Our home for the week was a cracking bungalow at Crossal, advertised ‘with fantastic views of the Cuillins’. Not a word to be uttered in my wife’s presence; the Cuillin range, according to her, had photo-bombed all of her holiday photos a few years previously. Thankfully cloud cover erased them from view and memory but for one day of the trip. That first evening she really came into her own; food and drink. We relaxed, knowing that whatever the weather threw at us, we would be well provisioned. Somehow, Matt got wet feet.

And the weather did throw itself at us, with heavy rain and gale force winds. At Talisker the impressive cliff waterfall got halfway down before being blown back up over the cliff! Not all bad though, I concluded, when being blown uphill by a 50 mph wind, I merely raised a leg, blown upwards, planting that foot and raising the other so on, it was like being on a conveyor. I casually watched a Golden Eagle going past downhill into the wind and thought to myself; yeah, this is good. Other times though, hanging on to terra firma on the slippery, wet grass of a cliff top was grim work indeed.

As we surveyed in small groups of two or three, or as a full team, we covered a good amount of sections, and got a fair share of rewards – Otters on the foreshore, regular eagle encounters and for some, pet rescue cetacean style.  A cry of ‘Porpoise’ had Matt scanning the inlet, only for Rob to point out that it was beneath his feet, flipping about on the tide line. ‘Maybe he’s trying to tell us something’. Yeah, it’s wet out there. There was only one thing to do, pick him up and march him out into the bay. Matt (and Rob) got wet feet.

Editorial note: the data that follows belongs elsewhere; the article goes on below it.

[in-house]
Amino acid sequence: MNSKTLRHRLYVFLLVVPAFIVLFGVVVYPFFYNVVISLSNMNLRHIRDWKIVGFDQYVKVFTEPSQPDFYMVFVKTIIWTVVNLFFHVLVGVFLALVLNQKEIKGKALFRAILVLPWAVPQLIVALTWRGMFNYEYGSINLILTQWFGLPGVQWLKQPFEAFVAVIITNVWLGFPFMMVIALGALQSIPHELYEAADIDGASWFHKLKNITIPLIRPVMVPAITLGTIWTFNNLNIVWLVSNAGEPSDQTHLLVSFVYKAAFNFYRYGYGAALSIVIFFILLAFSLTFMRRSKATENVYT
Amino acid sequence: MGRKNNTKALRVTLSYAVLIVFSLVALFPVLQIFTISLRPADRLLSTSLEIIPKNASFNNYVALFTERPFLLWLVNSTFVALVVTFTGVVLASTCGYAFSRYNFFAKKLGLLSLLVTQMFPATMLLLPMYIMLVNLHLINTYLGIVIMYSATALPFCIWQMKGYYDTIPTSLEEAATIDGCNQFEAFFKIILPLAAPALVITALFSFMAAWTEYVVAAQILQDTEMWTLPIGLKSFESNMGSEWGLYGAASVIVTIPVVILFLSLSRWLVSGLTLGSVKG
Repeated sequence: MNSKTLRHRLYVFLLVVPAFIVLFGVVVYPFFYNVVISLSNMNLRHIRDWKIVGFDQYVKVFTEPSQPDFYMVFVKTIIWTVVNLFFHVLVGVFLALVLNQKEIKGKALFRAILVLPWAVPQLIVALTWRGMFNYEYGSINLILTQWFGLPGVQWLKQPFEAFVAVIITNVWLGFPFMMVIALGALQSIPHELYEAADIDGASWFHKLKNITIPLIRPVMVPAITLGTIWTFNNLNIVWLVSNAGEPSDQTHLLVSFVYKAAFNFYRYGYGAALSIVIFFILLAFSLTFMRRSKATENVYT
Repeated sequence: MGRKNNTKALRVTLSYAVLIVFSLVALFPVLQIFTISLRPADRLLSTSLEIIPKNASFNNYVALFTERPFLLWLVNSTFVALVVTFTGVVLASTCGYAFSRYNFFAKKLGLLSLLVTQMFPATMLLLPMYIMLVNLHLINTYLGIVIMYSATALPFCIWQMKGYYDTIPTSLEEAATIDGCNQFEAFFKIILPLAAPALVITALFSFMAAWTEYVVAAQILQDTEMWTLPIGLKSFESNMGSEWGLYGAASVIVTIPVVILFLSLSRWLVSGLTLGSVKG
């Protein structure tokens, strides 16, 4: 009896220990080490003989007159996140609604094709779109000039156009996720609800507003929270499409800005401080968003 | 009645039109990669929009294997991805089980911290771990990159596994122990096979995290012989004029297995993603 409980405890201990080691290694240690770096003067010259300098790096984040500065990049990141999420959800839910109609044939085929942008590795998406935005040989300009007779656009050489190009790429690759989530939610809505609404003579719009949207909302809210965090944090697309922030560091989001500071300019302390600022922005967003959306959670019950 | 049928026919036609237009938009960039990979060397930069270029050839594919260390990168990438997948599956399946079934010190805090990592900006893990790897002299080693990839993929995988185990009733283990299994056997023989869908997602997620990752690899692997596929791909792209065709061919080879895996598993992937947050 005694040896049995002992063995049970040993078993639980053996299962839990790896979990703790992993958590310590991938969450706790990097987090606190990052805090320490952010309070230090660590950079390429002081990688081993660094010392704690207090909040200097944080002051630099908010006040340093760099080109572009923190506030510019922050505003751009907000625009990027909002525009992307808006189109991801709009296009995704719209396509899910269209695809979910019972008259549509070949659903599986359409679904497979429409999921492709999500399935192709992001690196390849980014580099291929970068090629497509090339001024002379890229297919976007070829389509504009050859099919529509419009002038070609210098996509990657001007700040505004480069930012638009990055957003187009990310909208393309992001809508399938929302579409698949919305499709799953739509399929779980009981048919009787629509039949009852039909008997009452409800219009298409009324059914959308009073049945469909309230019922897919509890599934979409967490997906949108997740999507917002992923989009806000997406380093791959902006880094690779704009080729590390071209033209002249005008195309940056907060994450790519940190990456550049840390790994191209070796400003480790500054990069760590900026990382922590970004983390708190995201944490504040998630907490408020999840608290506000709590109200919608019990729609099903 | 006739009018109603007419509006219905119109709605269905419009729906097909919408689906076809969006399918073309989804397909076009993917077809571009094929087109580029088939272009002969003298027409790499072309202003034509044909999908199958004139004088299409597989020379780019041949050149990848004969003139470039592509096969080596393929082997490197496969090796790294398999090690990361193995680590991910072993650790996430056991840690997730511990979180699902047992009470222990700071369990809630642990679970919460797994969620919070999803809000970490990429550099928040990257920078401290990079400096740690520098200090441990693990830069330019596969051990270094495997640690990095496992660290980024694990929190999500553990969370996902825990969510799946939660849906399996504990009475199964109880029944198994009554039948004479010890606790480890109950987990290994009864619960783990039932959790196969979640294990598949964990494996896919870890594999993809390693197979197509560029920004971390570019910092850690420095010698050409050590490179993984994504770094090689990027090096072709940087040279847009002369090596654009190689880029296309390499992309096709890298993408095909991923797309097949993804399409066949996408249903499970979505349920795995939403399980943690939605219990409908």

The evenings were surprisingly social affairs, Sarah having worked on Skye and the Harris family having holidayed there meant that we had some old friends to see. Great times.

Then there was the fateful morning that Rob emerged from the shower and announced ‘No water’. Never mind that, I thought, put some clothes on. We spent the morning on the phone to the owners, or outside with our arms down wells, or dredging the nearby burn in search of the source of the magical turquoise pipe, all the while the local Goldies put on a show quartering the hillside. Sally made tea (how?), Matt got wet feet. By evening the brilliant owners (from afar) had organised a plumber who had sorted it all out and we could relax again.

Our one ‘overseas’ excursion had Matt all excited, being a keen devotee of pelagics. A ferry crossing to the neighbouring island of Raasay and….. more survey sections!

In a blisteringly cold, sleety wind we made the crossing. It wasn’t like we’d decided when to go, or were err….. driving the ferry, but it felt like pioneering stuff! The bemused locals sat cosily in their cars as we scurried around the top deck trying to spot birds and getting all over-enthusiastic. Two Little Auks were the stars, and after disembarking we separated to cover as many sections as possible. My own plot gave me Black-throated Diver, White-tailed Eagle and coincidently a freshly-dead Little Auk which I slipped into my pocket to show the others later.

Soon we got a call. At the end of their section Matt and Rob had a pair of Goldies soaring low above their heads, really close. With our own first sections completed we were eager to get round to see them. I totally forgot that I’d put the dead Little Auk in my pocket so when I felt in there for a sweet and felt an unexpected furry incumbent I let out a girly yelp. Duh. We left that sad little corpse out for the Goldies in case there was a bit of the Kerry Katona about them and they fancied something from Iceland.

By the end we had surveyed 105 kilometres (62 miles) of coast and completed 37 sections. It had been very enjoyable and worthwhile. I visited places I’d never been to before and I saw familiar haunts in wintery conditions. All the team were great company and best of all, hard-working and determined – it was an excellent week.

* Scotch egg